Have ready a small metal bowl and a strainer. Put the vanilla in the bowl. Beat the yolks and sugar with a wire whisk in a small saucepan until smooth. Add the hot milk, stirring well and cook over medium-high heat, stirring constantly, until the custard begins to thicken and coats the spoon, being careful not to boil. Pour the custard through the strainer into the bowl, and stir. Cool and refrigerate.

[Printer-friendly recipe.]


More recipes in The Perfect Pantry:

Blue cheese souffle
Bolo de fuba

Comments

That's fascinating! My knowledge of Brazilian cooking is mostly from references in the books of Jorge Amado -- I've only tasted guava paste once (in Mexico).

Great photos! This is definitely an ingredient I've never tried. Fascinating.

I love guayaba paste served simply with cheese but this custard is fascinating...though I won't be using a pot that size in the courtyard.

What fun to get the inside story! I need to get my hands on some guava paste!

Wow! This is a whole new world for me!
I am in love with the giant pan, my pans now have size envy. :)

I am so glad you photographed a person standing with the pan or I would never have believed its size! Can't wait to come down and try it.
Ted

Mae - I love Amado - in fact one of my daughters is nick-named Gabriela cravo e canela. It's obviously time to give goiabada a second try.

Kalyn and T. W. Barritt - Thanks. It was hard to get a shot of the goiabada that didn't look like a hunk of raw meat, but Lydia is a wiz with Photoshop. I think it really won't be hard for you to find goiabada locally and experiment.

Joan Nova - I too love the simplicity of serving it with cheese, but I had to do something with the leftover yolks!!

Natasha - Almost every woman has a pan like that handed down from mother to daughter. It one of the most treasured possessions. Remember - it's not the size of the pan, but how you stir the goiabada.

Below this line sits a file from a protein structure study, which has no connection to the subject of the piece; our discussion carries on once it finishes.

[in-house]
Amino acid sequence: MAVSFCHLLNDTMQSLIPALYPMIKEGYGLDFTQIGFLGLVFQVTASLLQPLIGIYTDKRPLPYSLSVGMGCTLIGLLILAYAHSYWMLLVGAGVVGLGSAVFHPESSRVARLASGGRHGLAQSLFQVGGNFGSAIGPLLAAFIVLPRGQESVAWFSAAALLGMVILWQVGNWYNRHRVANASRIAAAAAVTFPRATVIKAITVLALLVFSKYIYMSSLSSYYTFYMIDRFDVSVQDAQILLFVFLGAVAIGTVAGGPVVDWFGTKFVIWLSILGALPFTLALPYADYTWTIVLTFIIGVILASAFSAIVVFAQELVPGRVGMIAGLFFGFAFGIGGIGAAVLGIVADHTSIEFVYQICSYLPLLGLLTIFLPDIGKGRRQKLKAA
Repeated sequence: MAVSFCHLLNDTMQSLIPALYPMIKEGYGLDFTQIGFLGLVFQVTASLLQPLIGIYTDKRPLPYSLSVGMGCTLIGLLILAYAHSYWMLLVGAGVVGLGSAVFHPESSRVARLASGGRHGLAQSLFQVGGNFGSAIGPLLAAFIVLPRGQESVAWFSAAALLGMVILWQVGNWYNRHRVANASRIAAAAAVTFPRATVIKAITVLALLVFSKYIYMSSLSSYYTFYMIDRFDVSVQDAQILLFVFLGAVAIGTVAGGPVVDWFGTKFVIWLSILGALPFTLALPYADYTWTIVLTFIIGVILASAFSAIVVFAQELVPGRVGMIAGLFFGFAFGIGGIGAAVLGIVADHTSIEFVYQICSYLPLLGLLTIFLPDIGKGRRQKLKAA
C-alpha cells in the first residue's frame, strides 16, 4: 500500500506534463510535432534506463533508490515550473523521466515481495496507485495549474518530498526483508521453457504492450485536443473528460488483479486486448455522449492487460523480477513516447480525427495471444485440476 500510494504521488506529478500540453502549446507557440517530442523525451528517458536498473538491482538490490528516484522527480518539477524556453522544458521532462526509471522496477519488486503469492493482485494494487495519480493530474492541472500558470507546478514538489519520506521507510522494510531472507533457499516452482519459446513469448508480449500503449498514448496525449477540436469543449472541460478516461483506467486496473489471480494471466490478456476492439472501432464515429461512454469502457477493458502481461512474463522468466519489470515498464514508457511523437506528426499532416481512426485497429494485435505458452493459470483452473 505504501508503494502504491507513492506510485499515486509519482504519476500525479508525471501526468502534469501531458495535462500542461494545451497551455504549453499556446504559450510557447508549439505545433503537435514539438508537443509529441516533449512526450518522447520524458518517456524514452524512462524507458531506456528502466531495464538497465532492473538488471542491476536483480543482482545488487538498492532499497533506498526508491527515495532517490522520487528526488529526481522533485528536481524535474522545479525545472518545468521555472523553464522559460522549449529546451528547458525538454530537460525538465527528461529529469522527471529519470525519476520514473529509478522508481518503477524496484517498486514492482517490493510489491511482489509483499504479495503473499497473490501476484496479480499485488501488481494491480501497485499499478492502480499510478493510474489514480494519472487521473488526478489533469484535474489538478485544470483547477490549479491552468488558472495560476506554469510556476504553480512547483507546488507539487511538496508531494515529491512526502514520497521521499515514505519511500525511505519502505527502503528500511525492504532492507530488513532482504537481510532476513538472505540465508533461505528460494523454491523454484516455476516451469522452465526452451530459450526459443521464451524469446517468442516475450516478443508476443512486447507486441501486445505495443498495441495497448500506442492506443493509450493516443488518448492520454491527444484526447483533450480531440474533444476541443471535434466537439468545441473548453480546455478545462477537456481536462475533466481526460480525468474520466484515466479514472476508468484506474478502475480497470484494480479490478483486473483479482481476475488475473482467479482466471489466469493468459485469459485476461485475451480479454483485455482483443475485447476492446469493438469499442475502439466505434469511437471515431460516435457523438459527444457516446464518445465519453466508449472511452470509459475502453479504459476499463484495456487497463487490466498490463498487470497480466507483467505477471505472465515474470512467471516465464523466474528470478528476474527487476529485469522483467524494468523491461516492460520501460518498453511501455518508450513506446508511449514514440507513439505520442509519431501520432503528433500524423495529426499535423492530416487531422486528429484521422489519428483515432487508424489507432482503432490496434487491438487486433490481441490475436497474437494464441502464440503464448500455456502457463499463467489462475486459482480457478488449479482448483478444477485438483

Ted - We're waiting. Dona Geralda is pretty proud to have become an overnight food blog idol. Nothing shy about her.

I am so glad you brought the virtues of guava paste to my attention. I would love to experiment with this new (to me anyway) ingredient, and this souffle with custard sauce sounds like the perfect place to start!

I love guava paste. I eat it all the time but I've never heard of a guava souffle! Awesome!

Ah, I haven't thought about guava paste in years! My dad was from Jamaica, and it was a special treat when I was a kid when he would bring pack from Toronto in a pie shaped tin. Yum.. I never knew anyone to make something else with it, this sounds fascinating.

This is awesome - I've actually never had Brazilian food. One of the things I love about your blog is that I'm constantly learning new, interesting things about food!

Sandie - it is also good (and perhaps more authentic)with a sauce made of heavy cream and melted cream cheese or requeijao.

EB - have you ever tried quince paste? membrillo? that's pretty delicious too, but I like the tropical twist to the guava.

Erin - Glad to spark some childhood memories! I love it when that happens.

Maris - It's really fun to be part of Lydia's blog. I love trying to share new things with her community. Thanks

A big chunk of guava paste wrapped in buttered toast reminds me of breakfasts with my grandparents long ago......

I've only had store bought guava paste (and loved it), so I could only imagine how the real deal tastes. I've also not really known what I was doing with it, so I really love the idea of a guava souffle--this sounds like a fantastic dessert!

That's awesome... I've souffled pretty much everything but I've never even seen a guava-flavored recipe before.

Blair - I may just do that for breakfast right now! I remember my grandparents serving cheesecake with melted guava paste as the fruit glaze. Memories...

Mike - there is no comparison but as they say "what you don't know can't hurt you". The souffle is good and it is wicked simple.

Hey Jude - That makes me happy - it is so hard to be original these days. Thanks

hey, is turnover the best translation for Pastel? I've looked high and low and can't seem to find a decent translation... and with pastel, obviously i mean the feira variety.

xoxo from Sao Paulo.

That is making my mouth water - your description too!

This is a good idea i think its a new taste if we had a guava cakes ever the sweetest cake ever. :)

vee